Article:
The News Co/Lab works to
advance media literacy through journalism, education and technology.
We’re based at Arizona State University’s Walter Cronkite School of Journalism and Mass Communication.
The News Co/Lab advances digital media literacy through journalism, education and technology. The lab launched in November 2017 with initial funding from the Facebook Journalism Project, News Integrity Initiative, Democracy Fund and Rita Allen Foundation.
Since then, we have partnered with news organizations and community stakeholders to help people better understand the news and information environment.
In a world saturated with data, where misinformation commands the stage alongside truthful and useful information, we focus primarily on the “demand side” — helping people better find, understand, act upon and create credible news and information, and to share it with integrity.
We believe media literacy helps ensure an informed citizenry, a fundamental building block of democracy.
- Conducting research on community media literacy and local news perceptions;
- Advising newsrooms on improving transparency and engagement to help communities better understand their process and become more discerning news consumers;
- Developing technology tools to make it easier for journalists to practice transparency; and
- Designing digital media literacy curriculum and educational resources to embed media literacy in any subject area.
We collaborate with teachers, journalists, researchers, librarians, technologists, civic leaders, among others — all who share our goals and want to work on this. We support the good work that others are already doing, and help connect folks to amplify and extend the reach of efforts in this space.
We help newsrooms try new ways of being open about who they are, what they do and why — and to engage with their communities in ways that help people seek, understand, act on and even create news. Our pilot program included three McClatchy newsrooms: the Fresno Bee, Kansas City Star and Macon Telegraph.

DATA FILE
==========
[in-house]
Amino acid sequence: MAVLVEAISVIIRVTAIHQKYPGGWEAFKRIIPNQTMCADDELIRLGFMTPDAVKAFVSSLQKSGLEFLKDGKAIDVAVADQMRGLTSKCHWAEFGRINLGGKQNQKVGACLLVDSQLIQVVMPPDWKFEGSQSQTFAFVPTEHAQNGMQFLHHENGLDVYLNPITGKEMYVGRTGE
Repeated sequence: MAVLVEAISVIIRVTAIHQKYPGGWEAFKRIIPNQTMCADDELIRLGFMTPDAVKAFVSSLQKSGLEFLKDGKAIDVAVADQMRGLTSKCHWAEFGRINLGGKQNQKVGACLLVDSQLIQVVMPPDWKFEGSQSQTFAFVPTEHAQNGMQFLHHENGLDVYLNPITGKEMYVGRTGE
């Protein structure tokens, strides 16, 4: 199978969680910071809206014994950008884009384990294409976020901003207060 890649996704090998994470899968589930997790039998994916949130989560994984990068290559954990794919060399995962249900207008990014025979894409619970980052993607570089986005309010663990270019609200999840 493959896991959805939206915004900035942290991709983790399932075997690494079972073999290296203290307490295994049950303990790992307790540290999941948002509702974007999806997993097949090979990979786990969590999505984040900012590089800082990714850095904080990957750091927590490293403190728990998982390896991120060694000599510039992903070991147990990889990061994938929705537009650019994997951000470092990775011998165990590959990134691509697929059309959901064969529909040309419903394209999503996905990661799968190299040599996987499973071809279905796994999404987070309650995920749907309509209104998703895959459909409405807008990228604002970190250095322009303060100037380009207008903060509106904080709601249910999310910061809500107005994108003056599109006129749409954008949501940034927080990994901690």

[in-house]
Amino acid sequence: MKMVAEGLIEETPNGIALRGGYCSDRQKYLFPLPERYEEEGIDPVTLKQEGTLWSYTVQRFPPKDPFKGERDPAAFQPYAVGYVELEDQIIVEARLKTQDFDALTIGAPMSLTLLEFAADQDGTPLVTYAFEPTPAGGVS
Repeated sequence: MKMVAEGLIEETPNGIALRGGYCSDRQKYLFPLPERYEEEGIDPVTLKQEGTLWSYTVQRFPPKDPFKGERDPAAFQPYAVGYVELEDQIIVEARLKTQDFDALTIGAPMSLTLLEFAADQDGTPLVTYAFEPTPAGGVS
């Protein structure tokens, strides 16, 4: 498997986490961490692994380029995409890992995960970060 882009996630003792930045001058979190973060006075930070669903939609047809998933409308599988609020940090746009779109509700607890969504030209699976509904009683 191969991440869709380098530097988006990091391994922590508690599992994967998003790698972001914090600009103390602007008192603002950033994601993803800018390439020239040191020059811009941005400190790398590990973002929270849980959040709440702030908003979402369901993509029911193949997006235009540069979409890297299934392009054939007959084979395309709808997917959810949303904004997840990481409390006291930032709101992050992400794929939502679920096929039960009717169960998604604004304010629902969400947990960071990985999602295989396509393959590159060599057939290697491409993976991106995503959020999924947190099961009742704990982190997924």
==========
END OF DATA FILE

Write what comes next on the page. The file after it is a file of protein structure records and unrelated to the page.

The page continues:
These custom transparency and engagement experiments help both the newsrooms and the communities adapt proven transparency and engagement practices.
We believe news fluency should be sprinkled throughout all subject areas and ages. After all, it would have more of an impact and better scalability if everyone helped teach it.
We worked with the Center for News Literacy at Stony Brook University to expand its pilot community news literacy training program with local libraries. We have also focused education efforts in science news literacy, collaborating with ASU science professors to test science news education modules.
Misinformation spreads via poor news fluency and technology platforms. We should all empower people to become better news consumers and sharers. One way to do that? Help tech platforms brainstorm ideas to make these decisions easier for users.
In our newsroom projects, we’ve connected with partners like Hearken and GroundSource to expand their work by adding a news fluency components to their service. In each case, the resulting newsroom experiment is an extension of existing transparency and engagement projects, designed to improve people’s understanding of how news works.
Let's work together.
Learn more about our process to help journalism organizations embed transparency and engagement in ways that increase local news fluency.
Facebook Journalism Project
The Facebook Journalism Project was created in January 2017 to establish stronger ties between Facebook and the news industry. FJP focuses on three pillars: collaborative development of new products; tools and trainings for journalists; and tools and trainings for people.
Craig Newmark Philanthropies
Rita Allen Foundation
News Integrity Initiative
In the Media
Science News is partnering with News Co/Lab to promote media literacy through transparency
December 12, 2019, Lenfest Institute Solution Set
News Co/Lab director helps public understanding of how news works
December 10, 2019, ASU Now
Science journal walks back claim that smartphones make millennials grow horns
Can our corrections catch up to our mistakes as they spread across social media?
Journalists Struggle to Understand Americans’ Relationship to News